The Fords opened their bakery 10 years ago. Calling from London, it sounded like a mom and pop operation. Instead, a reporter found a shop where the Fords teach 400 people a week. Last year it grossed more than $650,000. They make five tons of wedding cake each year and have 80,000 customers who buy their cake baking and decorating equipment as well as cake decorating lessons by mail. The Fords -- Mary does the teaching and handles the cutomers, Michael handles the mail orders and the money (I'm not interested in making a bun, I'm interested in making money. She speaks sweetly to the old dears. I can't," Michael explained) -- are anxious to share their wedding cake plans with the world. Other bakeries are less forthcoming.

Lyons, a firm that caters the queen's garden parties, is one of them. "A cake certainly will be made and presented," said a spokesman. "We are," he sniffed, "the only holder of a royal warrant for making cakes." (Royal warrants appear on English products as "purveyor to Her Majesty, Queen Elizabeth.") "We will have some idea at the end of May what the cake will be like. Basically it will be a traditional cake, a darker fruit cake," he said, but he would say no more. Until Princess Anne's wedding in 1973, either Lyons or McVitie & Price (who made Queen Elizabeth's cake), had invariably suppled royal wedding cakes.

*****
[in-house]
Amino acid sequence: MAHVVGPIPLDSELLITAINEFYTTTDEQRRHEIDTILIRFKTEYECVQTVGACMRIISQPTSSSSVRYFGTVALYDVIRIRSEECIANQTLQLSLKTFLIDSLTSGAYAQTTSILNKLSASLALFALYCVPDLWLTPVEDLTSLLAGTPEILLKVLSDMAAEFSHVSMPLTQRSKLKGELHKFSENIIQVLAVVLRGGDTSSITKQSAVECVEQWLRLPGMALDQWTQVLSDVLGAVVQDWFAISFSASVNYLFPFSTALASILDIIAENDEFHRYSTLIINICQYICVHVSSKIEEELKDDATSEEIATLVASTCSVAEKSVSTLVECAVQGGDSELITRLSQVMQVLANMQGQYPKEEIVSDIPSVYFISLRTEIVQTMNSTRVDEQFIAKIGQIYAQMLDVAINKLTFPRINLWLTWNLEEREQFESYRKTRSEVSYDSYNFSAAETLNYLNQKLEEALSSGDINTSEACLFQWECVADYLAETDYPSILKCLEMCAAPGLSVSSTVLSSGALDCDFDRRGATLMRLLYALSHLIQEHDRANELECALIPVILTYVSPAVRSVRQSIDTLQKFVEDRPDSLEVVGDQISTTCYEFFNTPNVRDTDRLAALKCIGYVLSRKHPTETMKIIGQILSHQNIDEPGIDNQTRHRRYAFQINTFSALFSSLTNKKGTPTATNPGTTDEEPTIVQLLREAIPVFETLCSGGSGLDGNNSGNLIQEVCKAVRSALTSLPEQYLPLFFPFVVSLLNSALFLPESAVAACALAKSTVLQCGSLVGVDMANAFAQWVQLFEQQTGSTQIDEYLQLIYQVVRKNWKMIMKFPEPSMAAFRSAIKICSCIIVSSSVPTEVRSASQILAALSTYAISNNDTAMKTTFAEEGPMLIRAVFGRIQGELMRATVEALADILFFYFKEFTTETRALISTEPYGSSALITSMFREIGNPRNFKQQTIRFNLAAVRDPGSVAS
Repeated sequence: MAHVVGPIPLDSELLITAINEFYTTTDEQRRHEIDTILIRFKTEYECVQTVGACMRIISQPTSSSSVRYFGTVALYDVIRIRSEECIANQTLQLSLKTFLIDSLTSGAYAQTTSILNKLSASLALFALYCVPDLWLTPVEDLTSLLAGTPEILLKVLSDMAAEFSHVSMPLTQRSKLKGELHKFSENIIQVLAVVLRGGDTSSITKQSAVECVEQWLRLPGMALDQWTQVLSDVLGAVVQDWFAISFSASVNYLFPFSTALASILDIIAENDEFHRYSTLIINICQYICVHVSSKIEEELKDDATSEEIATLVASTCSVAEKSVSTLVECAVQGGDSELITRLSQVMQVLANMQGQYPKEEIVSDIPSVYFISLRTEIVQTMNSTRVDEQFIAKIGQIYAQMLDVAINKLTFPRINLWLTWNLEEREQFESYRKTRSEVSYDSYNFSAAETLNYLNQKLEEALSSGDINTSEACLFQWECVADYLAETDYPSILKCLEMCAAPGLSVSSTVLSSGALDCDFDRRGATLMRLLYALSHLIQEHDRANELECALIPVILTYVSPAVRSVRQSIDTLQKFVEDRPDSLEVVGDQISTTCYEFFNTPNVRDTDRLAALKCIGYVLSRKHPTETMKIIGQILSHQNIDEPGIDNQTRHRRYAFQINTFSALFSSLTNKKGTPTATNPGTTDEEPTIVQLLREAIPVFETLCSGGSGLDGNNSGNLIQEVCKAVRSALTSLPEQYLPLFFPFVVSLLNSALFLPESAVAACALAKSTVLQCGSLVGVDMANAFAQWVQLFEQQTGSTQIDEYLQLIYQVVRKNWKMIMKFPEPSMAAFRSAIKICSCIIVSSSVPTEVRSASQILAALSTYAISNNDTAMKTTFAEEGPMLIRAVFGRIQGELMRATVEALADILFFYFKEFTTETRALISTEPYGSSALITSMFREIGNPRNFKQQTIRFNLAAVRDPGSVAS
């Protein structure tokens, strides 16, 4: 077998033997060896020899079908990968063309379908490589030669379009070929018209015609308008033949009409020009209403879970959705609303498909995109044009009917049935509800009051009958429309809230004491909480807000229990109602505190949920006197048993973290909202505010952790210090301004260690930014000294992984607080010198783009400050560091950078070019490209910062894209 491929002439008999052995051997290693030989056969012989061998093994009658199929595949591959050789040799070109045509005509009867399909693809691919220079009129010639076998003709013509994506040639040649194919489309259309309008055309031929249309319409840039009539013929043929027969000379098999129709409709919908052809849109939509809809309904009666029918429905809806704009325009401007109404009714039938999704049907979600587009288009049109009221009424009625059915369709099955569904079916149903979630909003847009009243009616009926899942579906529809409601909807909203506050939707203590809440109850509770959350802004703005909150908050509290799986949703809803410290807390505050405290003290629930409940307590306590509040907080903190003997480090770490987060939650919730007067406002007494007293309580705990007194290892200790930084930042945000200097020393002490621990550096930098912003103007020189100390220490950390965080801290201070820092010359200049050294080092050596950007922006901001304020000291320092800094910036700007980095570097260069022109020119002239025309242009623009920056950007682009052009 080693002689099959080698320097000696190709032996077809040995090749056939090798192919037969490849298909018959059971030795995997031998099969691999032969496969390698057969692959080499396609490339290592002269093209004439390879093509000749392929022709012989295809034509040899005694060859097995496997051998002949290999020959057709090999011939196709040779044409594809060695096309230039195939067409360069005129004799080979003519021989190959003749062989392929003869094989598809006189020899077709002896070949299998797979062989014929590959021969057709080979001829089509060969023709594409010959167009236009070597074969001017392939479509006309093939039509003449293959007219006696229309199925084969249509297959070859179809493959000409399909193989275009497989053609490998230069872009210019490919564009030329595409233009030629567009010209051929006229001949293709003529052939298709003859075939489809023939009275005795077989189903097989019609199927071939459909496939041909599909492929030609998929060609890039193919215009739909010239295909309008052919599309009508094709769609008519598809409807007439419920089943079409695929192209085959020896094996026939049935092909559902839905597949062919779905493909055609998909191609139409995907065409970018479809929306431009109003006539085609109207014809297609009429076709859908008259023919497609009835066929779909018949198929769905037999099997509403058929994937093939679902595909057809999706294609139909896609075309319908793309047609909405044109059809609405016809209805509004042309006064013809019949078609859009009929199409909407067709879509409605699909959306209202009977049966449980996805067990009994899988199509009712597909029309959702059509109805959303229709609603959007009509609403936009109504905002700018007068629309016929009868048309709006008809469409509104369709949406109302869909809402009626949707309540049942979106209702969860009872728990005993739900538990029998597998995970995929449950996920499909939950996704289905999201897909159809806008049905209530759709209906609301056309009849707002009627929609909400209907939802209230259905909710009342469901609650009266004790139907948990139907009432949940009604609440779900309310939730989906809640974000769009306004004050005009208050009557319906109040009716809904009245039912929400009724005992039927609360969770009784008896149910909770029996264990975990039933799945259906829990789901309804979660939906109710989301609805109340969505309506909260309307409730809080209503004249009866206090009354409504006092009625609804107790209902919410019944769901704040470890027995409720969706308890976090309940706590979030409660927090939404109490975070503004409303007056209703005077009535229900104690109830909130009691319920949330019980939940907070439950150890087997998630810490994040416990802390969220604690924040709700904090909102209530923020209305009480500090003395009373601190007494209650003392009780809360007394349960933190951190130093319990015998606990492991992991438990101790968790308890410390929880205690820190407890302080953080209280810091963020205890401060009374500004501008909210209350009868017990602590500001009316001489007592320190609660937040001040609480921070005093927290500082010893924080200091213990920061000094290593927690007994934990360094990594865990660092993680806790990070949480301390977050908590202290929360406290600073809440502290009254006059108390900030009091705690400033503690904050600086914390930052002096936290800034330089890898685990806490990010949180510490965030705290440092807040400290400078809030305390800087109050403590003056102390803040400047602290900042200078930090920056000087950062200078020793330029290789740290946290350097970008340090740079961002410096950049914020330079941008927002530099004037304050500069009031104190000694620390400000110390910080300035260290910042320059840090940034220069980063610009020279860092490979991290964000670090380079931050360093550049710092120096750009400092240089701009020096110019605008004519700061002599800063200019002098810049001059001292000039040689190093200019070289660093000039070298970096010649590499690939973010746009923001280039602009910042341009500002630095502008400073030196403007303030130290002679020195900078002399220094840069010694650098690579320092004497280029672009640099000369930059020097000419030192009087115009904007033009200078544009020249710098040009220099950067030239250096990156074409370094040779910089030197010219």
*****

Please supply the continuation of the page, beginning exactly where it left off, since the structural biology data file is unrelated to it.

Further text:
A well-known and expensive London caterer, Floris Gruhn Ltd. said, "We do intend to be making a wedding cake for Prince Charles. It's part of our usual tradition.I cannot say more about it," the spokesman added, "because all of the bakers try to outdo each other."